login   |    register
Rye Field Model [ MORE REVIEWS ] [ WEBSITE ] [ NEW STORIES ]

In-Box Review
135
Pather Ausf. G Early/Late
Panther Ausf. G Early/Late Production without interior
  • move

by: Cody K [ CTKWOK ]

Introduction

The Sd.Kfz 171 Panther medium tank, designated Panzerkampfwagen V, was deployed by the Germans from 1943 until the end of the war. With the same engine as Tiger I, it offers weaker side armor and is thus lighter, faster and cheaper to produce. The lineage of the tank began with the ausf D and later ausf A which saw relatively minor variations, and the ausf G which is the subject of this Rye field kit is the late to final production model which saw quite a bit of change. The major redesign includes the mobility and defensive components amongst others. The G started production from 1944 March.

Even within the G production there are a number of changes, and this kit allows reproduction of most of these changes, including the idler wheels, engine deck, MG port, turret details and exhaust. The instruction noted these as alternatives.

The Kit

This kit RM-5018 is Rye field's follow up to their popular RM-5016 kit, which offered full interior and clear hull, which I also have and was about 1/3 way through. This kit, offers no interior and should please folks who are not looking for one. The kit comes in a very sturdy cardboard box and sprues are individually wrapped in re-sealable bags, and no parts were broken or warped.

The kit inherits the original's sprue without the interior. Sprue A contains the full gun and some turret parts. Sprue C (X2) are the wheels and suspension. Sprue F is the lower hull walls. Sprue G are the hull details. Sprue J are the finer details including the OVMs. The L sprue is new which contains the regular non-transparent hull and armor pieces, as well as curiously a bunch of parts that are alternatives to sprue T. Sprue P are poly caps parts as with the original kit, T are the transparent pieces such as periscopes, and X which has optional wheels and track pins. Rye field typically has their sprues localized so you donít jump from sprue to sprue. Finally there is a bag of tracks with 2 tracks per sprue. Additional goodies include a covered muzzle brake cast in vinyl, a spring for if you want an actionable barrel, photo etch fret and decals, which offers marking for 3 vehicles: Nr. 308/128 of 12th SS at Caen, June 1944; Nr 211 of 1SS Pz. at Ardennes, Dec 1944; and Nr. 334 of Kampfgruppe Pz.Brig. 106 FHH at Bonn, March 1945. As far as I can tell, the 308 is an "early" which still has zimmerit (in fact the drawings has them), and I couldn't find a reference for Nr. 211 that has the assault dots.

The parts are all crisply molded in dark yellow plastic with minimal flash, the latter occurring on a few sharp edges. Particular impressive are the turret and hull textures with some unevenness of rolled steel surfaces. The 26-page instruction book has clear line drawings that I find very easy to follow, with alternatives highlighted for an "early" 1944 production and a "late" 1945 production vehicle. From my Achtung Panzer book their "late" model is really the final production model with all the last changes in place including the infrared device (which this kit does not contain), whereas most references show vehicles with earlier configurations. There are some minor drilling and cutting for different variations.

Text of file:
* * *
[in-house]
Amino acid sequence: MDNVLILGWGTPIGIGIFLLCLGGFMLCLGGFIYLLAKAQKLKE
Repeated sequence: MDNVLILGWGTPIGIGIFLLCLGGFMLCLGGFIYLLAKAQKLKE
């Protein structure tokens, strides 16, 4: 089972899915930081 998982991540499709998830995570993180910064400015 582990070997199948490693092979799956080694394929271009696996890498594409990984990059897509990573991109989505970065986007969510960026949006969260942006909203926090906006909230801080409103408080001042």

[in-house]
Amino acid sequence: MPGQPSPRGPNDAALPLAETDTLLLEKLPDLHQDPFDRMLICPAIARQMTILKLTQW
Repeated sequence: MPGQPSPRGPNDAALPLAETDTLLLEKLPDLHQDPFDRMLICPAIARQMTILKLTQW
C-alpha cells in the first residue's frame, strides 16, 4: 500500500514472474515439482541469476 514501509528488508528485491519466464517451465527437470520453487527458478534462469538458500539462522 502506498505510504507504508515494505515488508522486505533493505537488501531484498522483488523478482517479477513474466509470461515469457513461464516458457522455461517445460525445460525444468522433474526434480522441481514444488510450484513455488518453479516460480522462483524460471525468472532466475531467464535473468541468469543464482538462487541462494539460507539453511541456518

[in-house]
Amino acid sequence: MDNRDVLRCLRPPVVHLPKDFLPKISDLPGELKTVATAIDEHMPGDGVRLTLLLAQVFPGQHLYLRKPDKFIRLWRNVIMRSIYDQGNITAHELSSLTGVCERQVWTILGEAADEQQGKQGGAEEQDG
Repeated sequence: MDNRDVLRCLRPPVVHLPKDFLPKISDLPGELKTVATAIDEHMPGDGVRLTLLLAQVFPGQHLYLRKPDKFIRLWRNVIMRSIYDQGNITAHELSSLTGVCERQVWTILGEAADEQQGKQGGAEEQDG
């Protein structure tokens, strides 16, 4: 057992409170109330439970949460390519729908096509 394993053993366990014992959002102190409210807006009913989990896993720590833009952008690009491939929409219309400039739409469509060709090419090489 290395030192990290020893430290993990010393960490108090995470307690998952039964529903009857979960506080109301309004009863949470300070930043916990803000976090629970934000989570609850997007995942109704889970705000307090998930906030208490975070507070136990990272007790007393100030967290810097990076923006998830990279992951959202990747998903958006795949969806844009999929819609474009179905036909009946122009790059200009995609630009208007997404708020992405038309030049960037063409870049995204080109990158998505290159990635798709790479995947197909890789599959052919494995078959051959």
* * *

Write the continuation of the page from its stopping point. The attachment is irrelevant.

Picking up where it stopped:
It should also be noted that the kit provides a lot of options not mentioned in the instructions, I'll try to note these.

Comparing the line drawings from Achtung Panzer the kit dimensions is very accurate, but the details are going to be specific to the vehicle you want to build. The "early" Panthers are mostly accurate, but the so-called "late" ones are more variable, and I'll take note in the build review below.

The Build

I'm going to build a mid-late model with the chin manlet, most probably Paul Schulze's "S" turret. If you are following the photos, I build the kit out of sequence, where I assemble the main parts of the tank first and adding details later on so that I can avoid destroying them while fitting the main parts.

There are two things you want to be careful with Rye field kits - first the parts fit is very precise; you want to make sure the mating surfaces with sprue gate remains flushed or sometimes you may have trouble fitting parts. Second they often have attachment tabs or nubs at the sprue gates without very clear delimitation. More than once I didn't see this clearly and cut away the nubs... when in doubt check the diagrams and the mating surfaces.

Rye field likes to begin their builds with turrets and this kit is no exception. Since they threw in the whole sprue A from the full interior kit it gives you a very detailed gun. I built this gun in my own RM-5016 and it was quite involved. But for this kit they didn't give you most of the other pieces for the turret interior, for example the seats. This strange situation means you have a relatively barren interior, and it feels rather pointless to put so much effort in building the main gun. Anyway I'm going to "button up" the tank by closing the rear hatch, and build the minimum assembly to make the gun work.

In step 1 you have a choice of using a spring for a barrel that can recoil, but I decided to not bother in which case you use A35 to fix it. Make sure you cut some parts in step 3 if you go this route. In this step I just put A8 and A7 together without all the details inside. You need A28 too. They omitted the optional covered muzzle brake part, which you can use in place of the A94 assembly.

Step 2 I just attached A97 to A15 and nothing else.

Step 3 as noted above.

Step 4 I skipped.

Step 5 I just attached A18 to the gun. I didn't add A85 and it seemed ok.

In step 6 the poly caps have very narrow clearance. If you have trouble getting them in, I recommend trimming the poly caps a bit.

Step 7 asks you to drill a hole in the turret roof for the 1945 version, which takes L17 on the next page. As far as I can tell this is the infrared device guard which most vehicles don't have. The camouflage hooks A102 are also specific to vehicles and I did not install them on mine.